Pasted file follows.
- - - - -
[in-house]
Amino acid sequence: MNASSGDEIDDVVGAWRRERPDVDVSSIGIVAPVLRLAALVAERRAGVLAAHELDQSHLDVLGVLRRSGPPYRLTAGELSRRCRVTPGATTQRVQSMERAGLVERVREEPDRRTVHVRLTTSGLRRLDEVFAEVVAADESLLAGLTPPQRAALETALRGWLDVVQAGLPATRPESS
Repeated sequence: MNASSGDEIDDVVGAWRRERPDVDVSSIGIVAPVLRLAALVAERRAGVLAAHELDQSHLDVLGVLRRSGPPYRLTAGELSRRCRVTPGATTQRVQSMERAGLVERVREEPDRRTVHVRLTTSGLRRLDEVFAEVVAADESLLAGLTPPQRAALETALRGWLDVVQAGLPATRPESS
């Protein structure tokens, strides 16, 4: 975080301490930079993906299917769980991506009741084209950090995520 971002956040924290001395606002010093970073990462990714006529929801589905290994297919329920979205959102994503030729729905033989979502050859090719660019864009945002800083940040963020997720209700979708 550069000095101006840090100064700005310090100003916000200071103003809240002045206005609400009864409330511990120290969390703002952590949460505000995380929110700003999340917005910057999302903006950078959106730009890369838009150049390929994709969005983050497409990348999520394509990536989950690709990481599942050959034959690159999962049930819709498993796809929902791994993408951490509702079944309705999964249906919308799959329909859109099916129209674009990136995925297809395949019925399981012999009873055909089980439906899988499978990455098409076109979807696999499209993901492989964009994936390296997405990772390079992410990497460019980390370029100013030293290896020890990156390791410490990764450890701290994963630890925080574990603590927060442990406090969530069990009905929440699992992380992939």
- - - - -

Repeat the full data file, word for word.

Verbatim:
[in-house]
Amino acid sequence: MNASSGDEIDDVVGAWRRERPDVDVSSIGIVAPVLRLAALVAERRAGVLAAHELDQSHLDVLGVLRRSGPPYRLTAGELSRRCRVTPGATTQRVQSMERAGLVERVREEPDRRTVHVRLTTSGLRRLDEVFAEVVAADESLLAGLTPPQRAALETALRGWLDVVQAGLPATRPESS
Repeated sequence: MNASSGDEIDDVVGAWRRERPDVDVSSIGIVAPVLRLAALVAERRAGVLAAHELDQSHLDVLGVLRRSGPPYRLTAGELSRRCRVTPGATTQRVQSMERAGLVERVREEPDRRTVHVRLTTSGLRRLDEVFAEVVAADESLLAGLTPPQRAALETALRGWLDVVQAGLPATRPESS
């Protein structure tokens, strides 16, 4: 975080301490930079993906299917769980991506009741084209950090995520 971002956040924290001395606002010093970073990462990714006529929801589905290994297919329920979205959102994503030729729905033989979502050859090719660019864009945002800083940040963020997720209700979708 550069000095101006840090100064700005310090100003916000200071103003809240002045206005609400009864409330511990120290969390703002952590949460505000995380929110700003999340917005910057999302903006950078959106730009890369838009150049390929994709969005983050497409990348999520394509990536989950690709990481599942050959034959690159999962049930819709498993796809929902791994993408951490509702079944309705999964249906919308799959329909859109099916129209674009990136995925297809395949019925399981012999009873055909089980439906899988499978990455098409076109979807696999499209993901492989964009994936390296997405990772390079992410990497460019980390370029100013030293290896020890990156390791410490990764450890701290994963630890925080574990603590927060442990406090969530069990009905929440699992992380992939």